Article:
“The Imitation Game is far from a brave movie in any way when it comes to Alan Turing’s personal life,” says The Daily Beast‘s Tim Teeman in 2.3 article called “The Imitation Game‘s Big Gay Lie.” “It backtracks on his sexuality, and for [the film to] to now wear its gay-pride badge to get liberals on side for Oscars votes is laughable and ludicrous.
“To boil it down: fantastic campaign, but the most cowardly, wrong-headed film to hang it on.”
The Weinstein Company release “focuses on the cornerstone of Turing’s work, cracking the German Enigma Code of World War II,” Teeman notes, “[but it] barely addresses Turing’s sexuality. We see no relationships, no trysts, no sex — and this from a film that now wants the repeal of convictions of men like Turing persecuted under a law based around gay sex.”
“Set in some kind of verdant, overgrown, foreclosed-upon urban shithole pockmarked with abandoned homes and scuzzy buildings, Lost River is really out there and a lot of it (okay, most of it) is driven by what could politely be called dream logic. That’s a nice way of saying some of it doesn’t make a lot of basic sense. There are mentions of a collapsed economy and a woman having taken out a home loan that she shouldn’t have so it’s obviously a post-2008 realm. There are predatory creeps roaming around like the feral bad guys in Robocop, and there are little pockets of normality and decency and respect for life and property. There are things that happen every so often without apparent motivation but with films like this you have to roll with the imaginative flow.” — from my 5.20.14 Cannes Film Festival review.
No Exit “is a depiction of the afterlife in which three deceased characters are punished by being locked into a room together for eternity. It is the source of Sartre’s especially famous and often misinterpreted quotation ‘L’enfer, c’est les autres’ or ‘Hell is other people’, a reference to Sartre’s ideas about the perpetual ontological struggle of being caused to see oneself as an object in the world of another’s consciousness.”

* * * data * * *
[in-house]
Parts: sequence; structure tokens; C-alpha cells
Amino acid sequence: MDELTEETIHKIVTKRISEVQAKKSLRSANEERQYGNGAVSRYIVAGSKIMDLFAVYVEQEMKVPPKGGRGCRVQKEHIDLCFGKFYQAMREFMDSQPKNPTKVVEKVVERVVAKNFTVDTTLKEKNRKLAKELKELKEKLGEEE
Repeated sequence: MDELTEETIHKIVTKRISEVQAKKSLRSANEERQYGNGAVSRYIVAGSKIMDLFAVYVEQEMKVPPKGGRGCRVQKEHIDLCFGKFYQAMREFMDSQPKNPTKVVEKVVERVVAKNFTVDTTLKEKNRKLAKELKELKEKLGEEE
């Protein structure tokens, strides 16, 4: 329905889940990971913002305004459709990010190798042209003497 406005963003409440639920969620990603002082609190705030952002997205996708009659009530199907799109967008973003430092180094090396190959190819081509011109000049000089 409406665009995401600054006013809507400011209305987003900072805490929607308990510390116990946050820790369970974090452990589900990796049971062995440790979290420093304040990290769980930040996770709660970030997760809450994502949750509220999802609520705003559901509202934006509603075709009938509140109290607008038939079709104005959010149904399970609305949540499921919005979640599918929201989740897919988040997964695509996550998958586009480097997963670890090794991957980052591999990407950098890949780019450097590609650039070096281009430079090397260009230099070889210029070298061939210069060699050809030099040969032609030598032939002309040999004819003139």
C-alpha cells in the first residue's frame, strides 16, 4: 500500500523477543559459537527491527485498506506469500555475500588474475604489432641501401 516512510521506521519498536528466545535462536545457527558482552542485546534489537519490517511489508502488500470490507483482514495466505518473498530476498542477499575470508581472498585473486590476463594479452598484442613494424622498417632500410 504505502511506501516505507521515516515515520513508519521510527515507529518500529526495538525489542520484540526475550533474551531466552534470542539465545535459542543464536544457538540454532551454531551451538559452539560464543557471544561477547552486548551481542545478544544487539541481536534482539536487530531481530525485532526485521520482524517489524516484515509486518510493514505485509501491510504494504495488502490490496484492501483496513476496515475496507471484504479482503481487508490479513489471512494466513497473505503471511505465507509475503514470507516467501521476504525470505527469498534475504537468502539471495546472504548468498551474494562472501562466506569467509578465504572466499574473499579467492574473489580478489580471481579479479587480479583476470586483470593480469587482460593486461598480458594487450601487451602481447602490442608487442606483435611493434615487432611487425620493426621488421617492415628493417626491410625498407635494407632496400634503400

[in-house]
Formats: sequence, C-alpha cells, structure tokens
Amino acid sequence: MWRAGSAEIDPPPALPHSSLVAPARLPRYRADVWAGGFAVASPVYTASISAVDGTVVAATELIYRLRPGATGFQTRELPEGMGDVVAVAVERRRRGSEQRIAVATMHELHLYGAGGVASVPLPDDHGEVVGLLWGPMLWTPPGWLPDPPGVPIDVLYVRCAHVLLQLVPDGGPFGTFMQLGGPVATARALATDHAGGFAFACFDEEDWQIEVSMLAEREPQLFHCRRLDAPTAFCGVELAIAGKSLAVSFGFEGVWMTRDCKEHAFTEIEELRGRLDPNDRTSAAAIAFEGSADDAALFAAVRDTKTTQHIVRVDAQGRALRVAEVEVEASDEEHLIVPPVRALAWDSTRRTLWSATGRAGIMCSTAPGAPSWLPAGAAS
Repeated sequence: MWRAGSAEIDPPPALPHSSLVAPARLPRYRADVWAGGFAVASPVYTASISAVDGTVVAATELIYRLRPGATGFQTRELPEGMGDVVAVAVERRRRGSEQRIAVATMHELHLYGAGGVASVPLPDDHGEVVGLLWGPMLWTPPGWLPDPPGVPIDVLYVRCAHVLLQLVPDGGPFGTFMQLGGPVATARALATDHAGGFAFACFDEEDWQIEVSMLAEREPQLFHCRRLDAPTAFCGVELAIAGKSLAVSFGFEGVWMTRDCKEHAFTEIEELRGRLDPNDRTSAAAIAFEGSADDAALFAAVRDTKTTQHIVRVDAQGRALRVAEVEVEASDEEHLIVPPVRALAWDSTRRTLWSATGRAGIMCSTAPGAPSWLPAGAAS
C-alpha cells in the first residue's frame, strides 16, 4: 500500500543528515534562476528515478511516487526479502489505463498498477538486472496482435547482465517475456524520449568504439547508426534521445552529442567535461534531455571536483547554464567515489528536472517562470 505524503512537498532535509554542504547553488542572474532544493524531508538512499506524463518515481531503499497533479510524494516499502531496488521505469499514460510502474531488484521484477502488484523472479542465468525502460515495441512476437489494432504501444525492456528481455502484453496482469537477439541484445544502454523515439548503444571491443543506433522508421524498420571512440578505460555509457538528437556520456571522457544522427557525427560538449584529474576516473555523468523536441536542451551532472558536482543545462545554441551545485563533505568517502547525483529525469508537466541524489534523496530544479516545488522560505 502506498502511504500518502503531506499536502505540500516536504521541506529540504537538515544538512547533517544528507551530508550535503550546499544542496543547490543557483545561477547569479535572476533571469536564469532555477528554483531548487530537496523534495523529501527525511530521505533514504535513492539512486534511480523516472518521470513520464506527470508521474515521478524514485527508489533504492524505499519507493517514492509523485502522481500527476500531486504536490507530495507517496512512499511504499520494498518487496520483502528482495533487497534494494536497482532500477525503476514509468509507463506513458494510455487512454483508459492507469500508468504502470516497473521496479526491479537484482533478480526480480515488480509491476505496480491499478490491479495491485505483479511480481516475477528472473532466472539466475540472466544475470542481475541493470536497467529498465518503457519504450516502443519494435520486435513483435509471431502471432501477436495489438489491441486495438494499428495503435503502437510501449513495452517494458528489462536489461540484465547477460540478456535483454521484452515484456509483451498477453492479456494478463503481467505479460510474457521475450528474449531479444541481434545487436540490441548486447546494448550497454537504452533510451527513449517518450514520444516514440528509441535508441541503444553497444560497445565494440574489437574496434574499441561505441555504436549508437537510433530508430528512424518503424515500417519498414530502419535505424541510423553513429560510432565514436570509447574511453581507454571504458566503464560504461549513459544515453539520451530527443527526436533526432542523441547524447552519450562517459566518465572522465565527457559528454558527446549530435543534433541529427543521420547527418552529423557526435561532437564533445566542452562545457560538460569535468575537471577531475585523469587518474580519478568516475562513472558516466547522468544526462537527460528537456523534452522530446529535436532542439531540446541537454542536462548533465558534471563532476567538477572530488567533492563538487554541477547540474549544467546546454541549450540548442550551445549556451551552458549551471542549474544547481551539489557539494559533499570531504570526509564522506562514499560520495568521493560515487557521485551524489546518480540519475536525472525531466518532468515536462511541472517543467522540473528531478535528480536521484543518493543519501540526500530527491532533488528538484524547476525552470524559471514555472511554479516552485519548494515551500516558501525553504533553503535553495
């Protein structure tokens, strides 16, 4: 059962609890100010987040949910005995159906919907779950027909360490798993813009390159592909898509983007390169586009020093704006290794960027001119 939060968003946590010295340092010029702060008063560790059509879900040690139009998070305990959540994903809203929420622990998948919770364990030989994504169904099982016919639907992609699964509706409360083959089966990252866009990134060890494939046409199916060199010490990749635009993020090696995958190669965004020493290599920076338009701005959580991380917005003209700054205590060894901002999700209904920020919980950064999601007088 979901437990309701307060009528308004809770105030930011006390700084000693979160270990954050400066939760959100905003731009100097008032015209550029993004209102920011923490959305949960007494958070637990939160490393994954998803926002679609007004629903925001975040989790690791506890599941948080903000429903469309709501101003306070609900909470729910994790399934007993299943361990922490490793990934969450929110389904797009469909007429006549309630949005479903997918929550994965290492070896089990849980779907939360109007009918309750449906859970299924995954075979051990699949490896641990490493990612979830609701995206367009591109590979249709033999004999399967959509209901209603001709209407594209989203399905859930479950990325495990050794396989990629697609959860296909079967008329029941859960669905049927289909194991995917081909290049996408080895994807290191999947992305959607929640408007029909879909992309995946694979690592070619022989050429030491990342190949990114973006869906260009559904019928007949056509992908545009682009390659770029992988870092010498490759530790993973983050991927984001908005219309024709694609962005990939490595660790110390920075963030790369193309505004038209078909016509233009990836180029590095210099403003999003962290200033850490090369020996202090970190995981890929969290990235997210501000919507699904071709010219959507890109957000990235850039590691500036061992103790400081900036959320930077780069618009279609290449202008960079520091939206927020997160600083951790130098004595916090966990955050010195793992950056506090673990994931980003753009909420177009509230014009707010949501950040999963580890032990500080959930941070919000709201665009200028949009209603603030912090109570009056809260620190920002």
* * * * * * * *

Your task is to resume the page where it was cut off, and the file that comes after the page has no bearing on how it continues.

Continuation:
An Instagram post indicates these shoes are owned and being worn by Todd Gilchrist, film critic for TheWrap, The Verge and The Playlist. I realize some might say I’m no one to talk with my fondness for canary-yellow sneakers, but these are the ugliest shoes I’ve ever seen in my life, hands down. I used to think that gray cross-training shoes were the worst…no longer! Light yellow, light teal, pink and dark blue with a revolting light gray sole. Just saying. Wow.
This insert shot from Rosemary’s Baby lasts for a good three or four seconds, and for a reason. You’re supposed to read this half-sentence and go “what does this mean?” It’s from a journal kept by a recently-deceased elderly woman who had come to know (or more precisely “associate” herself with) Roman and Minnie Castevet, her next-door neighbors in the Branford. First-time watchers of this Roman Polanski classic have no way of knowing what she meant but those who’ve seen it know exactly what and why she’s dead.
I’ve never experienced a more radically different reaction to a pair of successive films by a gifted director than in the case of Drive vs. Only God Forgives. And they both happened in Cannes. I literally levitated out of my seat during my Salle Debussy viewing of Drive, blissed and beaming, and I suffered like a dog — contorted, appalled and groaning — as I sat through Only God Forgives. But Refn is a serious filmmaker — I know that. And a gracious man. A few weeks ago I met him at a Fox holiday party and he was smiling and cool and amused, telling me on top of everything else that my God pan was a kind of compliment. That makes him one of the nicest directors I’ve spoken to under these circumstances since Anthony Minghella.